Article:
Exposure blending enables you to mix images to get perfectly exposed skies, not always from the same scene. It’s not only a simple way of making HDR images, but it’s also a way of making more realistic-looking HDR images.
The process when shooting is simple and most cameras have a built-in Bracketing feature to aid you further. It’s crucial that one image captures the detail of the sky and the other that of the foreground – then you use Layers and Masks to blend the two.
Panoramic photos are a great way to showcase sweeping landscapes. By shooting a series of overlapping images and combining them on your computer, you can take in a much wider angle of view. This technique also means you don’t need an expensive wide-angle lens – your 18-55mm standard lens is fine.
This photo stitching technique is much better than taking a wide-angle shot and simply cropping it because it produces a picture with a much higher resolution. Stitching photos together in this way might sound complicated, but it’s not. All you need is a tripod and Photoshop Elements or higher. We’ve used Elements because it has a Photomerge Panorama tool that makes stitching photos really easy.
If you use a point-and-shoot camera or cameraphone, it’s often almost impossible not to get everything from your feet to the distant horizon in focus. But the large sensors built into DSLRs means it can be surprisingly difficult to get everything in the frame looking sharp.
That’s because the bigger sensors used on DSLR cameras mean less depth of field (DOF). While blurred backgrounds can be a real bonus for subjects such as portraits, the limited zone of sharpness can be a problem for other types of photography.
Steam trains remain a popular subject no matter what letter your generation may be. Thick plumes of smoke, strong leading lines and big wide angles: this classic shot of steam trains is forever etched in our minds.
But often you only get one attempt at getting this. Below we’ve offered 6 essential train photography tips that will help you be ready to capture stunning rail pictures the next time you go out to photograph steam trains.
Why should you learn how to use manual focus (MF or M), especially with all the amazing advances in autofocus (AF or A) technology? Well, there’ll be times when all the AF points in the world won’t help you get sharp shots. Often, activating MF is the only way of beating the dreaded blur.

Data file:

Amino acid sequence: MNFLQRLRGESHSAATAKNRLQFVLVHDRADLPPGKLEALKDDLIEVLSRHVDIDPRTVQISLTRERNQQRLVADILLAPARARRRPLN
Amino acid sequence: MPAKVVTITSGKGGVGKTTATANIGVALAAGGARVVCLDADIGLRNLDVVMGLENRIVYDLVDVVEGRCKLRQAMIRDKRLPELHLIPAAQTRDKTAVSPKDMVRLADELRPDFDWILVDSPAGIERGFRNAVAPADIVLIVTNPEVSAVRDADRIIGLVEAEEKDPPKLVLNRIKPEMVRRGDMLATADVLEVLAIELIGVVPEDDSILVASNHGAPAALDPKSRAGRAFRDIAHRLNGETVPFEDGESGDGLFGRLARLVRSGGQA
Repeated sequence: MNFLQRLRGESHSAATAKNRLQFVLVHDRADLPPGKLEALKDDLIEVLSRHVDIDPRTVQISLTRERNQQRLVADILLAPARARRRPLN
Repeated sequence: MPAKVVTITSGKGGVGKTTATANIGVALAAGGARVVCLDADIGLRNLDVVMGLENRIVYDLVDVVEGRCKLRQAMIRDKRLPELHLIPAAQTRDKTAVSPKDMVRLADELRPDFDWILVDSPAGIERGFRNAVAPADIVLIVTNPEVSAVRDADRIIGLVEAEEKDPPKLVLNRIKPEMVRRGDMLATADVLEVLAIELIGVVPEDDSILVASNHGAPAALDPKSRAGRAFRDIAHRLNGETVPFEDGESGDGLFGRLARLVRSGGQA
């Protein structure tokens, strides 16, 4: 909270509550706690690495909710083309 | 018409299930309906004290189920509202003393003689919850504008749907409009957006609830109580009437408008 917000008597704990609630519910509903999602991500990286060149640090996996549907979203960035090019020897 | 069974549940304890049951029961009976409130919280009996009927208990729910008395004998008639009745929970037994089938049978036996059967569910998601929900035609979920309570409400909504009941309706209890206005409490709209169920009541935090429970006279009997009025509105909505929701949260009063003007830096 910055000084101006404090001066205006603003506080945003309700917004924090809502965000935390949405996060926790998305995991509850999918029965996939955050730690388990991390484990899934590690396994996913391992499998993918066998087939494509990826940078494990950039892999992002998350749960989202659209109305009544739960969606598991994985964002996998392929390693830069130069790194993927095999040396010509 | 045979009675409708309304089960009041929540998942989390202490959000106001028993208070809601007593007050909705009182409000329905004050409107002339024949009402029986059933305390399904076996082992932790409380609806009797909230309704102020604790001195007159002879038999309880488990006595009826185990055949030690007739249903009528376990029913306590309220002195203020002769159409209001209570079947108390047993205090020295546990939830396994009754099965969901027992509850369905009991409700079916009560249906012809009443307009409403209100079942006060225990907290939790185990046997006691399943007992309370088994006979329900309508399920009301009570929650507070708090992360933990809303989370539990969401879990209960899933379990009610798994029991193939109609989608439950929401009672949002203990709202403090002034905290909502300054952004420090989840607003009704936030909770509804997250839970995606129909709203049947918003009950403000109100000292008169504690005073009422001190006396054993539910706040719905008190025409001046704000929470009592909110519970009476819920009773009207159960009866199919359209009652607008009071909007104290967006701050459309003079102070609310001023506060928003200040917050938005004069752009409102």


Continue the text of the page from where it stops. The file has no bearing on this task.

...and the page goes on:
Macro photographers often use manual focus to dictate their focus point. So do low-light shooters and photographers working in tricky situations, such as shooting through glass, or perhaps focusing on a distant horizon on a misty morning, when autofocus may struggle to get a lock. Sports photographers benefit from pre-focusing in manual focus, especially if they can predict exactly where the action is going to take place.
Babies, toddlers and teenagers (oh my!). After the Panamanian kinkjou they might be one of the most challenging subjects to take a portrait of. Below we’ve spoken to the pros who do this for a living and found the 13 best portrait photography tips for getting better pictures of babies, toddlers and teenagers.
Are you having trouble taking decent photos of birds in flight? Don’t worry, it’s a common problem and doesn’t mean you’re not a talon-ted photographer.
From getting an accurate exposure of your subject against all that bright sky to simply being in the right place at the right time, one of the more challenging genres you’ll ever attempt will be bird photography. Tips and techniques abound, but we’ve put together what we believe are the 10 most fundamental rules you should follow when taking pictures of birds in flight.
Just because it’s miserable outside doesn’t mean you can’t take great winter photos. With a bit of imagination and perhaps some warm clothes, there is no reason your photography has to hibernate for the winter.
Winter offers some wonderful picture-taking opportunities, both outdoors and in, and we hope this list of 53 photo ideas inspires you to crawl out from under your duvet. Snow, rain and frost make great subjects, and the constantly changing light can be both a challenge and a revelation.
Polar explorer Ben Saunders shares his adventure photography tips for getting great images in extreme environments like the Arctic
Past judges from the Digital Camera Photographer of the Year competition offer their advice for success in future competitions